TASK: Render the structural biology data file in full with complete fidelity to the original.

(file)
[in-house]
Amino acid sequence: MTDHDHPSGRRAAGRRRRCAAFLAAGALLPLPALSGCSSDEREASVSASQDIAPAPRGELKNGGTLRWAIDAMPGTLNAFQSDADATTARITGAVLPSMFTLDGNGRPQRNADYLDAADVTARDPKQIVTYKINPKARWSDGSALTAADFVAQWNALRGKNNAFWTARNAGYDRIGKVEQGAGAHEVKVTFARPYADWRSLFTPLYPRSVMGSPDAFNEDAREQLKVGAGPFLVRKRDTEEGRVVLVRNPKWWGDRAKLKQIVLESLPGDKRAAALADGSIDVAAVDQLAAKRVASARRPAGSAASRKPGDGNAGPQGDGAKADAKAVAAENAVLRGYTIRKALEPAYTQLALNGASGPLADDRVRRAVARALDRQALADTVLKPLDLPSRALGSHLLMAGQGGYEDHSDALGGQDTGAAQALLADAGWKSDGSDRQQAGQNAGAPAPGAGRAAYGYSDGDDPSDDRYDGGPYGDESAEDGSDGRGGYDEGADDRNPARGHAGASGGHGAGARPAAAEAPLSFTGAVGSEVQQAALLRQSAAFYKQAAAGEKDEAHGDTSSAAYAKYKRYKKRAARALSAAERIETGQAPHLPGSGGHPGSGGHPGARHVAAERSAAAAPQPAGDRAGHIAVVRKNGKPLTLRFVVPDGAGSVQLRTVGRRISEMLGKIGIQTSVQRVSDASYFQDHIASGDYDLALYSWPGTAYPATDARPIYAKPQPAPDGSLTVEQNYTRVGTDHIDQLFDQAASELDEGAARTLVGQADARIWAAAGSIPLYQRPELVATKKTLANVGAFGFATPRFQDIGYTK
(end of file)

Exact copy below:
[in-house]
Amino acid sequence: MTDHDHPSGRRAAGRRRRCAAFLAAGALLPLPALSGCSSDEREASVSASQDIAPAPRGELKNGGTLRWAIDAMPGTLNAFQSDADATTARITGAVLPSMFTLDGNGRPQRNADYLDAADVTARDPKQIVTYKINPKARWSDGSALTAADFVAQWNALRGKNNAFWTARNAGYDRIGKVEQGAGAHEVKVTFARPYADWRSLFTPLYPRSVMGSPDAFNEDAREQLKVGAGPFLVRKRDTEEGRVVLVRNPKWWGDRAKLKQIVLESLPGDKRAAALADGSIDVAAVDQLAAKRVASARRPAGSAASRKPGDGNAGPQGDGAKADAKAVAAENAVLRGYTIRKALEPAYTQLALNGASGPLADDRVRRAVARALDRQALADTVLKPLDLPSRALGSHLLMAGQGGYEDHSDALGGQDTGAAQALLADAGWKSDGSDRQQAGQNAGAPAPGAGRAAYGYSDGDDPSDDRYDGGPYGDESAEDGSDGRGGYDEGADDRNPARGHAGASGGHGAGARPAAAEAPLSFTGAVGSEVQQAALLRQSAAFYKQAAAGEKDEAHGDTSSAAYAKYKRYKKRAARALSAAERIETGQAPHLPGSGGHPGSGGHPGARHVAAERSAAAAPQPAGDRAGHIAVVRKNGKPLTLRFVVPDGAGSVQLRTVGRRISEMLGKIGIQTSVQRVSDASYFQDHIASGDYDLALYSWPGTAYPATDARPIYAKPQPAPDGSLTVEQNYTRVGTDHIDQLFDQAASELDEGAARTLVGQADARIWAAAGSIPLYQRPELVATKKTLANVGAFGFATPRFQDIGYTK